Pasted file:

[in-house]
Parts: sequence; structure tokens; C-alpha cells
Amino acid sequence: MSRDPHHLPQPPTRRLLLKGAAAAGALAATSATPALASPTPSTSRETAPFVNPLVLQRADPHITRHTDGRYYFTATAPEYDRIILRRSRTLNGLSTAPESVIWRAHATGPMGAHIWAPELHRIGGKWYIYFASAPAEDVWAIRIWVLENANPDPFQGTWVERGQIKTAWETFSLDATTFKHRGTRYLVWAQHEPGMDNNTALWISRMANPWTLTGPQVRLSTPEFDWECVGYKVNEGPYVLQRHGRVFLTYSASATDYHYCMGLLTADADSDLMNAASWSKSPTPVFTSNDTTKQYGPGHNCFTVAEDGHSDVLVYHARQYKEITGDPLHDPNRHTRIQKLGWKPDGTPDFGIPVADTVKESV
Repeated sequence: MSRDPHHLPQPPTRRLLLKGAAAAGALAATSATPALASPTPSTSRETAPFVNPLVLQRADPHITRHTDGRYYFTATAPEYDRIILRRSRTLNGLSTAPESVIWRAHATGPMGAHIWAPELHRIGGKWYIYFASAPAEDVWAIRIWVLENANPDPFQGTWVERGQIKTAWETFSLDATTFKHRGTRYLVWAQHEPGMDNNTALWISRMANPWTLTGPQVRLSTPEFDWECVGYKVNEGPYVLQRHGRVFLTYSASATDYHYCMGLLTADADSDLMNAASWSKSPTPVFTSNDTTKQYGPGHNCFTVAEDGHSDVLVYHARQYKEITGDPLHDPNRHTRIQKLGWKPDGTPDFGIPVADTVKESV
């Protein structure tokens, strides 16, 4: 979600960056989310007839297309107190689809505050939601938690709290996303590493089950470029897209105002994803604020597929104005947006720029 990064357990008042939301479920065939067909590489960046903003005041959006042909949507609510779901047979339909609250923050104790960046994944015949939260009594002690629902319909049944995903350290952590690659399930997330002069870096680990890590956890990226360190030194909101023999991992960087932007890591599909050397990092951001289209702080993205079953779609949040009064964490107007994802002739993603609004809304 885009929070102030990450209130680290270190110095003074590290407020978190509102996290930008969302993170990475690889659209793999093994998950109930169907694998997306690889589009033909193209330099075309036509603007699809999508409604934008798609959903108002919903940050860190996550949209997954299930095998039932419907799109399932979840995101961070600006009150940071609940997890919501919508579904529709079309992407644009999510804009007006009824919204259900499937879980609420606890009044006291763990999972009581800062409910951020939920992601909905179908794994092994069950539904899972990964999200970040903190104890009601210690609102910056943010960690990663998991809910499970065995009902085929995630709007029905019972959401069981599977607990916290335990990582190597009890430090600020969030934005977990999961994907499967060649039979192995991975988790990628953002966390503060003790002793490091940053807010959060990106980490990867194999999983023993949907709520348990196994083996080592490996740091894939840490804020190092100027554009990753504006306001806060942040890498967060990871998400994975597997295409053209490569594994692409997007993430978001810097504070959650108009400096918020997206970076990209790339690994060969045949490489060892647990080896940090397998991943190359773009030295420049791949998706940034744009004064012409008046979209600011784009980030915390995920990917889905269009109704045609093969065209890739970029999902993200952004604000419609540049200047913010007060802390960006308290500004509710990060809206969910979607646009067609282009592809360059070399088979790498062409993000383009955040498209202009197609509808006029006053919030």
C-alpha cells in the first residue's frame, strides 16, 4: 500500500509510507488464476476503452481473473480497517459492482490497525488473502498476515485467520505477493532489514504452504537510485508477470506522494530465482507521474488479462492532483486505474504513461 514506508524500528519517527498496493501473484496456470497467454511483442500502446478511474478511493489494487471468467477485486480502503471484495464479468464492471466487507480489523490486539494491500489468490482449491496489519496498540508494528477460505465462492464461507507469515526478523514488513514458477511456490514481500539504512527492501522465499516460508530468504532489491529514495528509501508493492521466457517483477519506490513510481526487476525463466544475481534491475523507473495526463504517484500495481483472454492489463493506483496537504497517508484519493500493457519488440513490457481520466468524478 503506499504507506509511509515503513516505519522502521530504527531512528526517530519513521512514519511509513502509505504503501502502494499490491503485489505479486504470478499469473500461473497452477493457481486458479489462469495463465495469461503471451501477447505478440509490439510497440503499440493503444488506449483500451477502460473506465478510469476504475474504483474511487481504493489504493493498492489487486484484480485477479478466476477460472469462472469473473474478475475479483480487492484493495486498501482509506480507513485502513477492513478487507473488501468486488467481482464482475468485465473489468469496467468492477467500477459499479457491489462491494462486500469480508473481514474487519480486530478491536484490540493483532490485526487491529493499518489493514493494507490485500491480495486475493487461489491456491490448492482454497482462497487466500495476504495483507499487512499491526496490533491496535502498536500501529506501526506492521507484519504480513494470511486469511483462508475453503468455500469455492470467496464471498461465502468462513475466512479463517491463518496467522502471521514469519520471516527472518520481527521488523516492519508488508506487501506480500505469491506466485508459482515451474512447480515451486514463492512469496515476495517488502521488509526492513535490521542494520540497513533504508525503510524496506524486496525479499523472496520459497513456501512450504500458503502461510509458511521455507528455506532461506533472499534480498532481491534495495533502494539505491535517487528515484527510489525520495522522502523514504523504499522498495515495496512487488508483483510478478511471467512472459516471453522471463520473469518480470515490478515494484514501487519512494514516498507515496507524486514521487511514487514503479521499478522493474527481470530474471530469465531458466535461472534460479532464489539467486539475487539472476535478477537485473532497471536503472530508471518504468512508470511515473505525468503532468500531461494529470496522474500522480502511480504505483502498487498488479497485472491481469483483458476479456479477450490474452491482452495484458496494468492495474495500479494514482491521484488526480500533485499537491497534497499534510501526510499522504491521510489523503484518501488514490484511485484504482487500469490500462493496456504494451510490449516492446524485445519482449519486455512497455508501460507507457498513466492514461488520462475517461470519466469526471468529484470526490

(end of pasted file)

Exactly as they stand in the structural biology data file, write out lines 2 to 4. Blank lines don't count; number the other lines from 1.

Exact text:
Parts: sequence; structure tokens; C-alpha cells
Amino acid sequence: MSRDPHHLPQPPTRRLLLKGAAAAGALAATSATPALASPTPSTSRETAPFVNPLVLQRADPHITRHTDGRYYFTATAPEYDRIILRRSRTLNGLSTAPESVIWRAHATGPMGAHIWAPELHRIGGKWYIYFASAPAEDVWAIRIWVLENANPDPFQGTWVERGQIKTAWETFSLDATTFKHRGTRYLVWAQHEPGMDNNTALWISRMANPWTLTGPQVRLSTPEFDWECVGYKVNEGPYVLQRHGRVFLTYSASATDYHYCMGLLTADADSDLMNAASWSKSPTPVFTSNDTTKQYGPGHNCFTVAEDGHSDVLVYHARQYKEITGDPLHDPNRHTRIQKLGWKPDGTPDFGIPVADTVKESV
Repeated sequence: MSRDPHHLPQPPTRRLLLKGAAAAGALAATSATPALASPTPSTSRETAPFVNPLVLQRADPHITRHTDGRYYFTATAPEYDRIILRRSRTLNGLSTAPESVIWRAHATGPMGAHIWAPELHRIGGKWYIYFASAPAEDVWAIRIWVLENANPDPFQGTWVERGQIKTAWETFSLDATTFKHRGTRYLVWAQHEPGMDNNTALWISRMANPWTLTGPQVRLSTPEFDWECVGYKVNEGPYVLQRHGRVFLTYSASATDYHYCMGLLTADADSDLMNAASWSKSPTPVFTSNDTTKQYGPGHNCFTVAEDGHSDVLVYHARQYKEITGDPLHDPNRHTRIQKLGWKPDGTPDFGIPVADTVKESV